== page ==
Leadership requires setting direction and then influencing people to follow. And moving a group of people collectively in any direction is difficult—especially since you are ultimately accountable for the way your team and organization perform.
Because you have to account to your boss, your customers, and your team, it’s critical to own up when things go wrong (as, inevitably, they sometimes will). Writing in Inc. , tech columnist Jason Ater says the five words that signal extraordinary leadership are:
“I’m sorry. I was wrong.”
Although apologizing can feel excruciating, it will be less so if you give yourself permission to be wrong, says Ater. That doesn’t mean you should strive to be wrong. It does mean purging “the visceral reaction inside your soul that recoils at the idea of being wrong …”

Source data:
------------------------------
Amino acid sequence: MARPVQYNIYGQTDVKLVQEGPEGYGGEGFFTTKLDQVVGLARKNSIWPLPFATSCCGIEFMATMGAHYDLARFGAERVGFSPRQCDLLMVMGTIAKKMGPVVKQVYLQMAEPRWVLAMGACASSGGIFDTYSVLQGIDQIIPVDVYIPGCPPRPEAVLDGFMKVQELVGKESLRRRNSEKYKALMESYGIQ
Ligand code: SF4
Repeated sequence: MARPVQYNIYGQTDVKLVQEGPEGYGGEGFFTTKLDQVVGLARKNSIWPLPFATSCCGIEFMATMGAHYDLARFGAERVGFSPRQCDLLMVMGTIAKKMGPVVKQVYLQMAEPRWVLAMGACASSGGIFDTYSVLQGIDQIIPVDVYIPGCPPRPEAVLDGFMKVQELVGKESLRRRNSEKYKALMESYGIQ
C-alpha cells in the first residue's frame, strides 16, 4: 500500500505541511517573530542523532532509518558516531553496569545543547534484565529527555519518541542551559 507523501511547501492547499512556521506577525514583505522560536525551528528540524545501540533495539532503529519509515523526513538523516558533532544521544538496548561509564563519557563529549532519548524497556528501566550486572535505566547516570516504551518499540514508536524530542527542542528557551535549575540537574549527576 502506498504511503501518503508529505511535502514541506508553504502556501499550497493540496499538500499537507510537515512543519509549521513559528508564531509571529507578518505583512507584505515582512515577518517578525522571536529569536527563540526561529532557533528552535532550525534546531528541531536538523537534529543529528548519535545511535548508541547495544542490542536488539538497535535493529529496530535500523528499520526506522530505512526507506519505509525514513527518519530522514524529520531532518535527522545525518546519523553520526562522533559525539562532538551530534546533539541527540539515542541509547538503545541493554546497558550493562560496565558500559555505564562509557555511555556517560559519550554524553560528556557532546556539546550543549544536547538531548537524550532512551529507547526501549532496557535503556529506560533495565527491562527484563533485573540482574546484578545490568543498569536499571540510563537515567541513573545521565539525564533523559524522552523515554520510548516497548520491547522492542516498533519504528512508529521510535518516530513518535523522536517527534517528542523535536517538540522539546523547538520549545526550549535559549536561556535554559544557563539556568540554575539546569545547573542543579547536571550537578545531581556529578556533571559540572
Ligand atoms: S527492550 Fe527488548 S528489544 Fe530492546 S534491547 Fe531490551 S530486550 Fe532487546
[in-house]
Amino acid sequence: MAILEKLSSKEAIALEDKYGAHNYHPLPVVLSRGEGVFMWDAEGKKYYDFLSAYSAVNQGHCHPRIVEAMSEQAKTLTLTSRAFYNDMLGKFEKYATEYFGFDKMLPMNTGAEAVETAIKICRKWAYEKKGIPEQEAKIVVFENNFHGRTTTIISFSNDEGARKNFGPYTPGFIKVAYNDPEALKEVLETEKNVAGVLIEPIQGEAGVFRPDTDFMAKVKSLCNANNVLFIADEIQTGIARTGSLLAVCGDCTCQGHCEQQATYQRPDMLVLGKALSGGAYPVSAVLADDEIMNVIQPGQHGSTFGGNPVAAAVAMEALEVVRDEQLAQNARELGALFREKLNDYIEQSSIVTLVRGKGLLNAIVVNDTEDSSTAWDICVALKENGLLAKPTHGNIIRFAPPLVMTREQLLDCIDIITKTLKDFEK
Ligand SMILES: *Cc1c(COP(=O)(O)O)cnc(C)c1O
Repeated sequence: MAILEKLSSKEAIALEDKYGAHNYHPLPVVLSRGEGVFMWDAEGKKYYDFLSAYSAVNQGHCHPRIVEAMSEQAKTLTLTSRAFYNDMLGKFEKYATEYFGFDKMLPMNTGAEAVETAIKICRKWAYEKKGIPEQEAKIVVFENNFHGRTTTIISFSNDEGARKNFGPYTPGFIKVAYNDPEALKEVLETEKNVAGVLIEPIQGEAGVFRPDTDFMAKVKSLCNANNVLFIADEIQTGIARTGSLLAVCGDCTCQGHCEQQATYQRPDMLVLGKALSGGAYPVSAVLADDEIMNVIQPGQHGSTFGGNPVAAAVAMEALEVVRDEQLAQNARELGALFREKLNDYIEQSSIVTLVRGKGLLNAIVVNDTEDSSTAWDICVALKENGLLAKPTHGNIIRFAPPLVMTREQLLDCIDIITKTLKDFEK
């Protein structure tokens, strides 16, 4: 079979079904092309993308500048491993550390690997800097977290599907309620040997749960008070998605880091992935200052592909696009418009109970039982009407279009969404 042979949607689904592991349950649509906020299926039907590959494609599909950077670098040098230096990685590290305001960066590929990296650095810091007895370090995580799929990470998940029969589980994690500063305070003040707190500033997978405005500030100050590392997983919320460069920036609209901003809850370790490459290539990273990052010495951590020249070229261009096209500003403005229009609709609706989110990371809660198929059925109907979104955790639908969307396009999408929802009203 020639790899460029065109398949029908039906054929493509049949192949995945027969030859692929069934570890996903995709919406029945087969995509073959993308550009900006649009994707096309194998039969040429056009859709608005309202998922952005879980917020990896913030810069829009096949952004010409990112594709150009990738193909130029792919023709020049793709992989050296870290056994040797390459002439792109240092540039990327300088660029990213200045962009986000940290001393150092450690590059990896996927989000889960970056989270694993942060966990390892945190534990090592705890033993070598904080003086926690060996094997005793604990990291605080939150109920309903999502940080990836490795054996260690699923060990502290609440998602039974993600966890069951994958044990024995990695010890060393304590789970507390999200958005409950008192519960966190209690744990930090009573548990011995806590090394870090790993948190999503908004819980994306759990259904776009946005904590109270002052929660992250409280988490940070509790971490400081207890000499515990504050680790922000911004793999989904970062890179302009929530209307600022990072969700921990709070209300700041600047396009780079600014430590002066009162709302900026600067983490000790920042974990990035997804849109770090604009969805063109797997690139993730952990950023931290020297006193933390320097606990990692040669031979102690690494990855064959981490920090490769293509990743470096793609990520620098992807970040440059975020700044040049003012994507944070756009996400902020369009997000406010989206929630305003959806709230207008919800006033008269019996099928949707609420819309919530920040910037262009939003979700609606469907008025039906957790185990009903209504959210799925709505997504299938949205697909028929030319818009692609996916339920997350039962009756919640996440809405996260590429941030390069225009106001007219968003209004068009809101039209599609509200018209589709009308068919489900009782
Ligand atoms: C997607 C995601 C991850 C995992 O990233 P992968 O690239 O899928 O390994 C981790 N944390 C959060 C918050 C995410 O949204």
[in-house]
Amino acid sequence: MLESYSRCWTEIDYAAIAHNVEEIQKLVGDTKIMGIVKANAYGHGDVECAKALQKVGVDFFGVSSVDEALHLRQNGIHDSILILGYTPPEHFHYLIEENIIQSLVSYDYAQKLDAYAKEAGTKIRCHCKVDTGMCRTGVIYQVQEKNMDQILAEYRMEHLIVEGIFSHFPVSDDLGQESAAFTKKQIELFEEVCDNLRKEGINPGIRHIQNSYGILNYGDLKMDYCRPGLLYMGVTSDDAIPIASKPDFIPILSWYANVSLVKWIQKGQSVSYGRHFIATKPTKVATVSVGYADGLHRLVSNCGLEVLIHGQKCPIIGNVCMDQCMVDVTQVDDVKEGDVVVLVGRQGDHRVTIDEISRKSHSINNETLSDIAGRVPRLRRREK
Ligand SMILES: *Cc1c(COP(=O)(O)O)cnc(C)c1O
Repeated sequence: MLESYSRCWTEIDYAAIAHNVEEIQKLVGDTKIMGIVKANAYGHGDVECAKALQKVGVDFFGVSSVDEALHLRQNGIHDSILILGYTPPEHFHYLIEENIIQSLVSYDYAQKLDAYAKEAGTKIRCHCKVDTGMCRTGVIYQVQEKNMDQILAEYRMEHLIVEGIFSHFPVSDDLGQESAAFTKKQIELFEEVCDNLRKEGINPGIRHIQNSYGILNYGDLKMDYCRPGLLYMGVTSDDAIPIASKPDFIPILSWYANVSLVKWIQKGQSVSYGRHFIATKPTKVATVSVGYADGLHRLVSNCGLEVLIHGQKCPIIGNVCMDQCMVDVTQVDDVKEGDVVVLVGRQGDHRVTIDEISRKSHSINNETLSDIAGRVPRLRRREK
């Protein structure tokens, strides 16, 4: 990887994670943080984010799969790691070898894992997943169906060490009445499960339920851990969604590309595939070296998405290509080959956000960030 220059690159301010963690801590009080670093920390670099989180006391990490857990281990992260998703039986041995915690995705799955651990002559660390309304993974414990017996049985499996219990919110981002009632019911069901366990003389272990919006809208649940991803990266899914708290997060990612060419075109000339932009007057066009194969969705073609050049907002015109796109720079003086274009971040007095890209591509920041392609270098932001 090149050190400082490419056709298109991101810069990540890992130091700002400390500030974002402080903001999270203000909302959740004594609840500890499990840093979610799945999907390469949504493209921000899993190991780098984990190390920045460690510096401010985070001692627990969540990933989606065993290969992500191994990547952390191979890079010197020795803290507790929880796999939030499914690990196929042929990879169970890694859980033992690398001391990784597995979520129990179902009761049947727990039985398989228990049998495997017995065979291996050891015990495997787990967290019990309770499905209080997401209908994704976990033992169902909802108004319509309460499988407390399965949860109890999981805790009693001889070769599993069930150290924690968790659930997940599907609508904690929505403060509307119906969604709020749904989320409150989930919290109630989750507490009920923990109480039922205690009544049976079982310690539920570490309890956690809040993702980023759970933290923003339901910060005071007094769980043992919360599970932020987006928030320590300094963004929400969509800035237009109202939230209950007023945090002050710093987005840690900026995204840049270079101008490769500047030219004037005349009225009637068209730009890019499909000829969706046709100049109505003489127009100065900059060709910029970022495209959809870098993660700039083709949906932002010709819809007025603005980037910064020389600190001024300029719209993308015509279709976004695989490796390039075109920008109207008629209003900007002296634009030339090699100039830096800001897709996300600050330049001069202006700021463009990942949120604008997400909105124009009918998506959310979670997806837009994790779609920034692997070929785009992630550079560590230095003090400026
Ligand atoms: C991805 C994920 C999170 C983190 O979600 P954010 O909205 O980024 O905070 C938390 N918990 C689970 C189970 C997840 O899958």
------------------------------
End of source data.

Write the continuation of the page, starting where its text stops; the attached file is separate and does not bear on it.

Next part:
Sometimes the words you say may come out a little different, but despite exact content, the intent of your heartfelt apology should be the same: "I'm really sorry, I didn't handle that well," or "I'm sorry, I really dropped the ball on that."
Usually, there are other words that need to follow, like what you plan to do to make right whatever you were wrong about. But notice what words are not in there--namely an excuse, explanation, or reason for your mistake. A high-impact apology should be pure.
Do you agree that admitting mistakes is an important leadership skill, and can you offer an example? To join the conversation, click "comments" above, just below the photo. We'd really like to get your feedback!
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